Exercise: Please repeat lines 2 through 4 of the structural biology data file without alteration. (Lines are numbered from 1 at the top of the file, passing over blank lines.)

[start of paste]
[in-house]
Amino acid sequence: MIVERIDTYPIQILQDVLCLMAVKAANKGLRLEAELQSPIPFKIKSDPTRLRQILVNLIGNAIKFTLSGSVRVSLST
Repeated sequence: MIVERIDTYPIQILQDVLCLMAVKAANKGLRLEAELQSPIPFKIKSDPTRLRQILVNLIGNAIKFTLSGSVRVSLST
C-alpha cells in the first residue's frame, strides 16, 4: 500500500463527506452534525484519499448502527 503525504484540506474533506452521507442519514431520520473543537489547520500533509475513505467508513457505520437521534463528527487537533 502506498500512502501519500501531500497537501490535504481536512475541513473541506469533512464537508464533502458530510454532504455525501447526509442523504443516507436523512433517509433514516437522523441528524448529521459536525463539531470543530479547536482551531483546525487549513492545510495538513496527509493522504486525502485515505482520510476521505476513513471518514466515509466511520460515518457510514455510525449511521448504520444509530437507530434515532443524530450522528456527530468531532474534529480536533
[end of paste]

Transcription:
Amino acid sequence: MIVERIDTYPIQILQDVLCLMAVKAANKGLRLEAELQSPIPFKIKSDPTRLRQILVNLIGNAIKFTLSGSVRVSLST
Repeated sequence: MIVERIDTYPIQILQDVLCLMAVKAANKGLRLEAELQSPIPFKIKSDPTRLRQILVNLIGNAIKFTLSGSVRVSLST
C-alpha cells in the first residue's frame, strides 16, 4: 500500500463527506452534525484519499448502527 503525504484540506474533506452521507442519514431520520473543537489547520500533509475513505467508513457505520437521534463528527487537533 502506498500512502501519500501531500497537501490535504481536512475541513473541506469533512464537508464533502458530510454532504455525501447526509442523504443516507436523512433517509433514516437522523441528524448529521459536525463539531470543530479547536482551531483546525487549513492545510495538513496527509493522504486525502485515505482520510476521505476513513471518514466515509466511520460515518457510514455510525449511521448504520444509530437507530434515532443524530450522528456527530468531532474534529480536533